Basic Security for Windows Users

Personally, I don’t understand it, but I know that for whatever reason, many people still use Microsoft’s sorry excuse for an operating system. Lately I’ve gotten several requests from Windows users for my security recommendations. Having stumbled through this a bunch of times in the past, I decided to skip the long emails this time and just put it all in a post here on the blog.

The usual disclaimers apply: The downloading and installation of programs is beyond the scope of this article, being so basic that I’m going to assume that if you have a computer you know how to do it. And you take my advice at your own risk; I’m not responsible if you trash your computer.

These are the programs I recommend all Windows users install to protect their computers from malware:

Firefox web browser and Thunderbird email client:

The two largest security holes in any Windows computer are Internet Explorer and Outlook Express (web browser and email client, respectively). Without going into technical explanations, know that YOU SHOULD NEVER USE EITHER OF THESE PROGRAMS. There are safer and better-quality alternatives available.

Go to the Mozilla/Firefox/Thunderbird home page.

Download and install. Each program will attempt to migrate settings (bookmarks, etc) from their Windows counterparts. In use, they’re almost identical to their Windows counterparts.

To make sure Internet Explorer doesn’t try to sneak itself in as your default browser, thus defeating this security upgrade, on the Firefox menu bar go to Tools => Preferences (or Options, I can’t remember how they’re named in Windows) and in the resulting configuration window check the box labeled “Always check to see if Firefox is the default browser on startup.” Then click the button labeled “Check Now.” When Firefox asks you if you want to make it your default browser, always answer “yes.”

AVG Free Edition anti-virus software:

In my opinion, AVG Free is at least the equal of expensive products like Norton, for example. Go to the AVG Free download page.

Download and install and keep it updated. The sociopaths who write malware are constantly coming up with new products to evade protection software; if you don’t keep your protection updated, you’re not protected.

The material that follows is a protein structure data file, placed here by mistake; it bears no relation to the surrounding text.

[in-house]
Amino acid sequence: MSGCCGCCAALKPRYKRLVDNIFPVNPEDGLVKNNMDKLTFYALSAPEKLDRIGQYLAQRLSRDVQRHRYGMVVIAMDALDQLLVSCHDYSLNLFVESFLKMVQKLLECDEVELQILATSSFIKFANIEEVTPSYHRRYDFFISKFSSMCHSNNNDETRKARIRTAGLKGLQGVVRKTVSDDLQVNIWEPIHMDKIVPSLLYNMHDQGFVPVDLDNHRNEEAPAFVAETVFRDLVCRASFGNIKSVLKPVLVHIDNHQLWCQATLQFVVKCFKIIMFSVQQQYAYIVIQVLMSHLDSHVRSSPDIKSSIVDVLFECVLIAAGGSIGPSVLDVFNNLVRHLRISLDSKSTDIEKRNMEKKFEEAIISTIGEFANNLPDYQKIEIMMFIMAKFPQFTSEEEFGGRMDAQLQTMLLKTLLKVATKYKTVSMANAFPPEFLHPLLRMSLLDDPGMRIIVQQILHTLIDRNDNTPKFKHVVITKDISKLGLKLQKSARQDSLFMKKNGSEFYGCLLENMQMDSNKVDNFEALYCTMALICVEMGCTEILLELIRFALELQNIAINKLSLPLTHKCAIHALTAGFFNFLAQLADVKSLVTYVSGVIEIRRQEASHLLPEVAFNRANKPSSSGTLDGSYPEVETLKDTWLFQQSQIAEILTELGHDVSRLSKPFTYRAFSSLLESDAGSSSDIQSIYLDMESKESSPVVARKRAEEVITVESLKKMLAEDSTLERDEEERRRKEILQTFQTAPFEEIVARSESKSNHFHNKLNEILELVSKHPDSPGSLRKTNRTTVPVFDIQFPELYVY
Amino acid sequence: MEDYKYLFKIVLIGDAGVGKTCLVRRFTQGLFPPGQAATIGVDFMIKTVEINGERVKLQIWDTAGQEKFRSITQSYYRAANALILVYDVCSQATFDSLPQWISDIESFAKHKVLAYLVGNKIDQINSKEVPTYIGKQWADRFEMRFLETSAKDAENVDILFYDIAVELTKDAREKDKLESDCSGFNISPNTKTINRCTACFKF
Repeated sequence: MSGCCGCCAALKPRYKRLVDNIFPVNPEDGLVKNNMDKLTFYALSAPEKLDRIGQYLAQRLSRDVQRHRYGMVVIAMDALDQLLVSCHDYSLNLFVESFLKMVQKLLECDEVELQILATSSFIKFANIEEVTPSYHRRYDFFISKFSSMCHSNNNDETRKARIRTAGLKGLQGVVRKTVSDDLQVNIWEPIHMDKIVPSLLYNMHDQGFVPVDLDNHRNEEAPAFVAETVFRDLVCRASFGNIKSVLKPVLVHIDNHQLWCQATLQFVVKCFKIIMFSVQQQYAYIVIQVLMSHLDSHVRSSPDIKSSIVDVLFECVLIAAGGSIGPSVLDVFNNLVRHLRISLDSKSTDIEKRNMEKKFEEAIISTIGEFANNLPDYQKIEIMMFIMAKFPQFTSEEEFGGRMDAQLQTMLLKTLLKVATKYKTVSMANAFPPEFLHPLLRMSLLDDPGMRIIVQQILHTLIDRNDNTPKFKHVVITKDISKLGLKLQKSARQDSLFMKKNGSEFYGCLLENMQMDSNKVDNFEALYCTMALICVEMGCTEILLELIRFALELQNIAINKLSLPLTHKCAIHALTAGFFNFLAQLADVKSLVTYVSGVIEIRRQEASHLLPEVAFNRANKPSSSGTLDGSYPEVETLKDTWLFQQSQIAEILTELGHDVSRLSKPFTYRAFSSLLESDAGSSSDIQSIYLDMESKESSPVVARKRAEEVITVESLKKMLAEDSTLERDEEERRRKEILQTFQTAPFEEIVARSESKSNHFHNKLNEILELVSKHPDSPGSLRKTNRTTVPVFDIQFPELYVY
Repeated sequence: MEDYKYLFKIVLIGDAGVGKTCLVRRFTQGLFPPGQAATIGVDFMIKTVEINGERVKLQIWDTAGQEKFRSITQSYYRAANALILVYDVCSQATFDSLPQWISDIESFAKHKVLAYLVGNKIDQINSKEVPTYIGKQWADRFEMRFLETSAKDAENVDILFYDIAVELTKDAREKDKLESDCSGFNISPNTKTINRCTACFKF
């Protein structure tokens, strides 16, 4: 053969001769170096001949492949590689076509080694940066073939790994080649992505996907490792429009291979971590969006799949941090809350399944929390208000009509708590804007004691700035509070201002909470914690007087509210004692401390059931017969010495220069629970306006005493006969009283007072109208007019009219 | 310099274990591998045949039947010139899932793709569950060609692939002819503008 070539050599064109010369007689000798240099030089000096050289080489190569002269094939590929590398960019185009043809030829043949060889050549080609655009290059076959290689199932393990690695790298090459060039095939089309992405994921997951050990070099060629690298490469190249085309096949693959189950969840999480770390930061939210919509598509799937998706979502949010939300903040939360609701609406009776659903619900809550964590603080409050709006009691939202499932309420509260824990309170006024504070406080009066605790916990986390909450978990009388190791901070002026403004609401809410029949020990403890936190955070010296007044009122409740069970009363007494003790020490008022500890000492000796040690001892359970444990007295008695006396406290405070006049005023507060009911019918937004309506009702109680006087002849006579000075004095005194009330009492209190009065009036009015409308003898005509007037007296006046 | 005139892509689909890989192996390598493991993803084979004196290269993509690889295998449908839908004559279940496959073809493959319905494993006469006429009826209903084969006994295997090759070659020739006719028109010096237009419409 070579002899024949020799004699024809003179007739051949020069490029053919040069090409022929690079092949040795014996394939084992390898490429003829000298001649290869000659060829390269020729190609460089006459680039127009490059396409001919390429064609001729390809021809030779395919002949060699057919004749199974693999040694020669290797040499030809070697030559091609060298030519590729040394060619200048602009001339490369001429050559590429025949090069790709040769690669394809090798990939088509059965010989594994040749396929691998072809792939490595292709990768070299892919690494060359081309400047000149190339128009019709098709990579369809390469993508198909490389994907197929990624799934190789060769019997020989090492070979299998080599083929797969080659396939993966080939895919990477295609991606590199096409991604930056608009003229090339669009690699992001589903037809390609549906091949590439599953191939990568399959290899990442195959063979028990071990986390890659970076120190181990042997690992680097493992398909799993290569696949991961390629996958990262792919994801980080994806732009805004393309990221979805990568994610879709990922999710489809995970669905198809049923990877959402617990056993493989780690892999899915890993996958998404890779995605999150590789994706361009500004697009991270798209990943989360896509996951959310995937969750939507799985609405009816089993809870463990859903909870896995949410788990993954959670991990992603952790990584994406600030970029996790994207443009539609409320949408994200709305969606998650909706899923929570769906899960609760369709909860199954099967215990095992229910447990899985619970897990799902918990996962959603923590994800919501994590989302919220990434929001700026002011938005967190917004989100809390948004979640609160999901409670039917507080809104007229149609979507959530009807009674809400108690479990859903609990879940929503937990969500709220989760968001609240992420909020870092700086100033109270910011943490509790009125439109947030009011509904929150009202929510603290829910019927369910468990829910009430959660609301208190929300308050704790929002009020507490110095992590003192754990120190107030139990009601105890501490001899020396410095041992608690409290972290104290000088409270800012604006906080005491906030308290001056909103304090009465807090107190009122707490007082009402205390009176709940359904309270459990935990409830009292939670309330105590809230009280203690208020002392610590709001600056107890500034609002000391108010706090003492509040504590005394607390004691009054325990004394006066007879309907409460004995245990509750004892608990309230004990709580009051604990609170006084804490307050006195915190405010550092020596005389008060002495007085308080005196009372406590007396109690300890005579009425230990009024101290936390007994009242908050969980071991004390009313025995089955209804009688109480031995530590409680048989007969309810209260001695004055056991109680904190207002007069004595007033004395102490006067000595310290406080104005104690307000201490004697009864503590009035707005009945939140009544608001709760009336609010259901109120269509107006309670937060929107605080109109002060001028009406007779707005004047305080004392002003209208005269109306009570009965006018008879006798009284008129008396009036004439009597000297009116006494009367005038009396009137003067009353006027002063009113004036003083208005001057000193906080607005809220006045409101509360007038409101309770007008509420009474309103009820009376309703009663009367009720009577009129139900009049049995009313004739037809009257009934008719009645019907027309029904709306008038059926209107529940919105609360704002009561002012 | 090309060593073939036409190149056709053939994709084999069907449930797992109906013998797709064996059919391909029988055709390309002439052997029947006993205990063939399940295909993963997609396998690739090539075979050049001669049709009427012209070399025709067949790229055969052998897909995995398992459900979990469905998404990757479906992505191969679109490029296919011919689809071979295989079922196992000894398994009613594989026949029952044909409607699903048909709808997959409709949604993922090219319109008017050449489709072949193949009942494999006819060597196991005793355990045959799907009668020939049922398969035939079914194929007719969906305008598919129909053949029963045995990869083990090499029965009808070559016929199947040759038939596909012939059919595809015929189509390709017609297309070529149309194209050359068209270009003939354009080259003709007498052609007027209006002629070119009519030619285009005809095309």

Spybot Search & Destroy:

An outstanding spyware and adware remover. It also removes Trojan Horse programs that antivirus applications miss. If your computer is getting slower and slower, chances are it’s infected with these types of malware, which load themselves on startup and then hog system resources. Go to the Spybot Search & Destroy home page.

Download and install and keep it updated. When it runs, it may take a considerable amount of time to complete, but it’s worth the wait. You may have to run it twice to remove stubborn infections.


Finally, run this nifty program to clean out crud that accumulates on your hard drive(s). It was originally named “Crap Cleaner” and it’s pretty good at what it does.

This is good to use in conjunction with the other programs because malware has a habit of making copies of itself in the “Temporary” and “Temporary Internet Files” directories. If you keep those directories clean, you reduce the chances of reinfection. Go to the CCleaner home page.

Download and install and keep it updated.

All of these programs are free to use, and work as well as, if not better than, their expensive commercial counterparts.

If you don’t have a high level of comfort with this sort of thing, going beyond the basic configuration of these programs might be a little tricky. In all cases, the default settings will get the job done.

2 Responses to “Basic Security for Windows Users”

  1. Lemur King Says:

    LB – Keep a-teachin’ people. Eventually they will get fed up and put at the very least a dual-boot system together at home. Only reasons I have that are so I can use work software from home and games (why won’t publishers make games for linux?). I much prefer linux – glitz doesn’t trump true capability.

    Ran across WinPatrol a while back. Feelings? Comments? Thoughts? (none of those are redundant… heh heh heh)


  2. lizardbrain Says:

    LK: I had a dim memory of having heard of WinPatrol, but it didn’t become any clearer after a web search. Sorry I can’t help you with it.

    And I keep trying to spread the word. But most people seem to think computers run on magic and only the commercial incantations are effective. It’s baffling to me to see an otherwise intelligent person refuse to accept new information on a subject just because the word “computer” is involved. I do what I can.

    I do make sure my daughter and grandchildren have Linux boxes. Mostly because I don’t want to spend the time maintaining Windoze computers.

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